Republicans are criticizing Biden for the messy ending of the war in Afghanistan, but they will criticize everything he does. According to the Washington Post, U.S. officials deliberately misled the public about how training of the Afghan army was going. According to author Craig Whitlock, who wrote “The Afghanistan Papers: A Secret History of the War,” most of the recruits were illiterate, and had no desire to defend their country.

U.S. troops couldn’t stay there forever on what was essentially an impossible occupation, just like Iraq. Twenty years and billions of dollars later, Biden was right to get the U.S. out. It was always going to end this way.

As I look at the pictures of Afghans trying to climb aboard departing planes, clinging to the sides and running to get in front of the planes, I noticed one thing that was curious: They were all men. The men were abandoning their wives and children to the Taliban rather than stay and defend them. That tells me all I need to know, that Afghans will never stand up and defend themselves, but they will let others do it for them.

Are you still criticizing Biden?

Valerie Bender, Lincoln

Much blame

Just as Johnson and Nixon share the blame for America’s failure in Vietnam, so too Trump and Biden share the blame for Afghanistan. Nice to see our politicians can work together.

Robert Hathaway, Omaha

Bush’s failure

Before everyone piles on President Biden and blames him for the results of the last 20 years in Afghanistan, let’s remember it was President George W. Bush who invaded Afghanistan then diverted troops and resources to Iraq. If he would have stuck to the mission of stopping Al-Qaida, who was responsible for 9/11, then brought troops home, we would have avoided 19 years in Afghanistan and in Iraq.

It is an awful tragedy that lives and suffering in all three countries plus destabilization in the region and the rise of ISIS have resulted from these decisions made back in Bush’s two terms. Talk about being handed a mess.

Karen Guilfoyle, Omaha

Confusing proposal

Relieved as I am at the University of Nebraska Board Of Regents’ rejection of the critical race theory resolution by Jim Pillen, a regent and gubernatorial hopeful, I am still trying to tease out the meaning of the resolution as described by Pillen. Was he proposing an opt out for certain lectures, a speech ban for professors, for students, or what? Pillen’s strained explanation sounds a bit like the accused in a shooting case defending himself by saying he was not aiming at the victim but only at the victim’s shirt.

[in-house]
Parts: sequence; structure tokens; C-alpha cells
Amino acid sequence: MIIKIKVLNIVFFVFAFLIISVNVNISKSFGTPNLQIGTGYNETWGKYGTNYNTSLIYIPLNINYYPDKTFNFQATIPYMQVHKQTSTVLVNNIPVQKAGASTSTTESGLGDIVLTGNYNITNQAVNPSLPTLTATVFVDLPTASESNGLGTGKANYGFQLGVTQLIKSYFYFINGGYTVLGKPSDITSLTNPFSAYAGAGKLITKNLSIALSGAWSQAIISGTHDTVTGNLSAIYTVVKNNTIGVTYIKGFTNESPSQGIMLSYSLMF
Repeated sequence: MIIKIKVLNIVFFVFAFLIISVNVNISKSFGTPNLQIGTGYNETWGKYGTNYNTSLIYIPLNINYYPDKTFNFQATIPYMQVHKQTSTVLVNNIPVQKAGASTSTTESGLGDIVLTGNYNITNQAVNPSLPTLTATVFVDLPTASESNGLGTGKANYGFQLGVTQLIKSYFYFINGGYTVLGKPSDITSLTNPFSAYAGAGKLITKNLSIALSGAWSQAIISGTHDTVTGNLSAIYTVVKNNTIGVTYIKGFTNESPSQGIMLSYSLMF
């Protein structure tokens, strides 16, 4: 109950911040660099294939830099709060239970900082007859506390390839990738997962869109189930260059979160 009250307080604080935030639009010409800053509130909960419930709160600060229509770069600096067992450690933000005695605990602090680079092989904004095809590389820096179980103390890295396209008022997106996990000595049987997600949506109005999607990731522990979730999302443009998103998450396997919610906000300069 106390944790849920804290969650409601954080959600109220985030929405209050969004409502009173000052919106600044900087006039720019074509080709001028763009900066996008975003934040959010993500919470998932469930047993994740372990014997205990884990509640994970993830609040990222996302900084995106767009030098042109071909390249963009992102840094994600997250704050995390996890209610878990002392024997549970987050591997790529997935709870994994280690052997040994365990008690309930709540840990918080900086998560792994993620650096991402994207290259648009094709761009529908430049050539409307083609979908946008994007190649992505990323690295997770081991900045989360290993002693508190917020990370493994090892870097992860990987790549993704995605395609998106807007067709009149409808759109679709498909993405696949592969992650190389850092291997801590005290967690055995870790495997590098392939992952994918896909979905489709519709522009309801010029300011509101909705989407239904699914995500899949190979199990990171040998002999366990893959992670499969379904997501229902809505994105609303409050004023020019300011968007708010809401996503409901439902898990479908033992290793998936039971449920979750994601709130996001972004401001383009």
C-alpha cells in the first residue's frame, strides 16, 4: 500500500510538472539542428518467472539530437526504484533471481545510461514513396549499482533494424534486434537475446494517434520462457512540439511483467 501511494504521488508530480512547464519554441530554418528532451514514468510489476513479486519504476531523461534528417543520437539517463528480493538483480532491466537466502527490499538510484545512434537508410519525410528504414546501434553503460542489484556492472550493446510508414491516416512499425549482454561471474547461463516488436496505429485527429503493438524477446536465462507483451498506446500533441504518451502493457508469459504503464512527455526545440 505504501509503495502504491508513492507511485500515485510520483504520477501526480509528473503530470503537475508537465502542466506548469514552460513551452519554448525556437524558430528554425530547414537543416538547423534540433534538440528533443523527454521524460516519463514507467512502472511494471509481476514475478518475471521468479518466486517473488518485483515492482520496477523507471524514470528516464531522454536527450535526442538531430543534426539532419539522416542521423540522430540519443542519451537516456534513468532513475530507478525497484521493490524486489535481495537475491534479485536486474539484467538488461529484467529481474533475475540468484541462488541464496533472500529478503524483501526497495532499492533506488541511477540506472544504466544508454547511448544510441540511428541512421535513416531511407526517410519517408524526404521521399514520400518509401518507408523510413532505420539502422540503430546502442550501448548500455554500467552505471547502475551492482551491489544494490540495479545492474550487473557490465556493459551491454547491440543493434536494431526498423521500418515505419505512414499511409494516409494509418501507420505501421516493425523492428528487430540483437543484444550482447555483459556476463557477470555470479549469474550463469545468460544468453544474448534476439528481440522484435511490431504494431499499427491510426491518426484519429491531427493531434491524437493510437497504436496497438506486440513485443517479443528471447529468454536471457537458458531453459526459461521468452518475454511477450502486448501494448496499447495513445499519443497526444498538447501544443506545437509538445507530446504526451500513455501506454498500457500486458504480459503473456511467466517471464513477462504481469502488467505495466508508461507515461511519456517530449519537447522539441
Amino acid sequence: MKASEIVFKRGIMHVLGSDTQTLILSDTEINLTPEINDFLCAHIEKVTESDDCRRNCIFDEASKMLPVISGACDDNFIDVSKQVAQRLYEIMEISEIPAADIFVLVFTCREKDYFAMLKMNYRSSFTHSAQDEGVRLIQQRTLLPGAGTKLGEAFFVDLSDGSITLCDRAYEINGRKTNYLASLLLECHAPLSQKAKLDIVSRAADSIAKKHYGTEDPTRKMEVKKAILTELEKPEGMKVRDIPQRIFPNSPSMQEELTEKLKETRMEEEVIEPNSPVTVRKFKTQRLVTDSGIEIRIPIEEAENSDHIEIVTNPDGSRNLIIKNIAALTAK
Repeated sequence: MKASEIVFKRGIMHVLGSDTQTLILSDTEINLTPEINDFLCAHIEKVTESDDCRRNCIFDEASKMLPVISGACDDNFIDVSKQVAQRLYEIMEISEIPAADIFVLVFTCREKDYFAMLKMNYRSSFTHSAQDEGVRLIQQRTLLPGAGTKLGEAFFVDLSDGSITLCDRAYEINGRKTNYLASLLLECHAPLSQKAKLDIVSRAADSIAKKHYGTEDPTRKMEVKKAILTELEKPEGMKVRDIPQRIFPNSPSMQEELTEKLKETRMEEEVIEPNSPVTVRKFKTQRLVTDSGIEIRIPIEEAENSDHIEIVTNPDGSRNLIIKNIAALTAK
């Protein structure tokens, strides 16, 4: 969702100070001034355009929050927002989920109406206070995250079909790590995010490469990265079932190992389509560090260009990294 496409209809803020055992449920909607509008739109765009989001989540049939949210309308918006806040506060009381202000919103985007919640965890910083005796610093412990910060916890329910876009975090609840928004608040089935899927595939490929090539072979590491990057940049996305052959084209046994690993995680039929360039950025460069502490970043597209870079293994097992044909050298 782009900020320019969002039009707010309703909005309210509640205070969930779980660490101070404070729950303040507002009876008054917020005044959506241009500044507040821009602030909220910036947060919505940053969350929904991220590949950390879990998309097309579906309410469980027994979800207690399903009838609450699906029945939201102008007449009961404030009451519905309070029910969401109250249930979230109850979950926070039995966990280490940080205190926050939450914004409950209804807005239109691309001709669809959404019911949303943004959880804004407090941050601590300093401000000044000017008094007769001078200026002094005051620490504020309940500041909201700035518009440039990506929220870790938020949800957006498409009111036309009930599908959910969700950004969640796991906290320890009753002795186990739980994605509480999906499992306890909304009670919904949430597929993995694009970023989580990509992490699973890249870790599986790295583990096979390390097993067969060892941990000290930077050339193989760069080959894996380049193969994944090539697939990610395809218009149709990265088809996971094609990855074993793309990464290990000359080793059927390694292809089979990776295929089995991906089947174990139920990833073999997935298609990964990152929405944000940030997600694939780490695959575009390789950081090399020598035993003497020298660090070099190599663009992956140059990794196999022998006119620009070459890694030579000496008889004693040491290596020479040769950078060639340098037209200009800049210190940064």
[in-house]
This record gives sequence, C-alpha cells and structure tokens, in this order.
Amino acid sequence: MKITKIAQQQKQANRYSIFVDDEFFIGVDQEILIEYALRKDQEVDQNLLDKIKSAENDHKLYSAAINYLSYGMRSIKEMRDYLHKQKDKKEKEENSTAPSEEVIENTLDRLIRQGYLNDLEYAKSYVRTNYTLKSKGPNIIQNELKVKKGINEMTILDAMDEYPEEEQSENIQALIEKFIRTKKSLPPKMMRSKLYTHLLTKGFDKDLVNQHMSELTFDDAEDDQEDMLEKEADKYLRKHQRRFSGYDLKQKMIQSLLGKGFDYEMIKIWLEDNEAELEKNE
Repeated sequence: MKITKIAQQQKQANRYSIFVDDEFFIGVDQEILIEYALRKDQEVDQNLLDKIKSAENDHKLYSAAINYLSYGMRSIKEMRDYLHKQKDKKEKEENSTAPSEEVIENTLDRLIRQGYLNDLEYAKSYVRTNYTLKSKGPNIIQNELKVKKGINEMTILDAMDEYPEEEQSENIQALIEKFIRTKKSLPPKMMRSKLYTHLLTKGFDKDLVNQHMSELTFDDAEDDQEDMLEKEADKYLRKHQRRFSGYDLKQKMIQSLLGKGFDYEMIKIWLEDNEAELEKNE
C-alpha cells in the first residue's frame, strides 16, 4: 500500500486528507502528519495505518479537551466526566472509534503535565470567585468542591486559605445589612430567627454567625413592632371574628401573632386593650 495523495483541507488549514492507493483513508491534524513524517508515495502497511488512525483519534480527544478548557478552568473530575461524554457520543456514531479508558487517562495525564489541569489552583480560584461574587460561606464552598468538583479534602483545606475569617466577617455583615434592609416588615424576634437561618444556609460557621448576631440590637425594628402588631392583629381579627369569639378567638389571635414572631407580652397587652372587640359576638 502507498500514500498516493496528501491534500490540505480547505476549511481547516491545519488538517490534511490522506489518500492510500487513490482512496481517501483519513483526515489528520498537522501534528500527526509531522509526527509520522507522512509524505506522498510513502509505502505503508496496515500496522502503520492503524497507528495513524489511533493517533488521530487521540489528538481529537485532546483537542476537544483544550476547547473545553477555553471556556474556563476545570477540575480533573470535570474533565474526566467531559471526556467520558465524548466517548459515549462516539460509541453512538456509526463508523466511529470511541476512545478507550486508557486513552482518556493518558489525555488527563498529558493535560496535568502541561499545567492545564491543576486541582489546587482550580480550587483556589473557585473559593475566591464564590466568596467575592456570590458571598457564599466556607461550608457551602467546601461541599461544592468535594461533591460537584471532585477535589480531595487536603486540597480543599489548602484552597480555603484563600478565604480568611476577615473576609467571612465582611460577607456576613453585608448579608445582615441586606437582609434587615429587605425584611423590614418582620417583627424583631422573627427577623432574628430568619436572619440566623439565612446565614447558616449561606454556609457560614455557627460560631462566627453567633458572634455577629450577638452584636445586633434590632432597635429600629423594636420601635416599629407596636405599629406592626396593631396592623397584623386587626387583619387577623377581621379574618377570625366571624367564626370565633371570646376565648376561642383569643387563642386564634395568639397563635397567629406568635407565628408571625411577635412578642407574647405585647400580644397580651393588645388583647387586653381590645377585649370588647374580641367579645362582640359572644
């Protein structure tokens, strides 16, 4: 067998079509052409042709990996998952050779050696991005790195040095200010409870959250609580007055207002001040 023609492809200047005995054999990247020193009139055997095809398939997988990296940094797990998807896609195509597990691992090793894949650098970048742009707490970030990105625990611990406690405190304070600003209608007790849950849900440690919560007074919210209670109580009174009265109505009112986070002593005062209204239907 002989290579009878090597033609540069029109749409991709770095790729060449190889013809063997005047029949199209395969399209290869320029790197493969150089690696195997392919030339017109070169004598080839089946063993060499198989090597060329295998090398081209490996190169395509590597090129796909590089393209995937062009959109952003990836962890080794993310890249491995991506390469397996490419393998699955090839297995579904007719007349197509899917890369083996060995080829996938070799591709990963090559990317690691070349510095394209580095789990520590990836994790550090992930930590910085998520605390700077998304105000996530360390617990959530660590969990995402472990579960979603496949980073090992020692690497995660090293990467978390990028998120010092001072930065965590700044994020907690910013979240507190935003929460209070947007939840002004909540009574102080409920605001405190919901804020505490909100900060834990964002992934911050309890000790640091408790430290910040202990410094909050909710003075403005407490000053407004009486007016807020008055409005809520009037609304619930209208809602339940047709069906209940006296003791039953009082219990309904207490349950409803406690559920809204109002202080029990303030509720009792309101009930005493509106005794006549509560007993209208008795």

It is time to cut the hysteria and let the university do its work. Nebraskans might start enjoying rather than fearing reasoned discussions of ideas.

Patricia Zieg, Omaha

Need for masks

To parents who don’t want their children to wear masks in school (not during lunch time or recess): These parents are supposed to protect their kids. I heard these parents on TV from the OPS meeting stating the parents would make their own decisions and how much damage psychologically/physically mask wearing would do to their kids in 20 years. We are fully vaccinated and have not stopped wearing a mask. We want to protect these kids who are not vaccinated.

I just wonder if these parents who don’t want their kids wearing masks in school are the same parents who let their kids wear masks on Halloween night running up and down the streets screaming. Just think of the psychological damage that does.

Barbara Krzemien, La Vista

Masks, abortion

To Roger Brodersen’s contradiction (Aug. 14 Pulse):

Here’s one for you: People who want masks and vaccinations to save lives and support abortion which had eliminated an entire generation!

Karen Hiles, Omaha

China threat

It should come as no surprise that China is building hundreds of ICBM silos (all aimed at the U.S.). The thug regime that runs the most populous and soon to be the No. 1 economy in the world has made no secret of its contempt for our country and its utter disregard for everything that we value. China is a criminal entity and like all such prior dictatorships, it will seek to threaten and bully all enemies/rivals (perceived as well as real) in order to secure its goals.

The U.S. must take all necessary measures to protect itself and its allies in the region from such predatory designs, or face the grim prospect of being at the mercy of this gangster state.

John Brodston, Omaha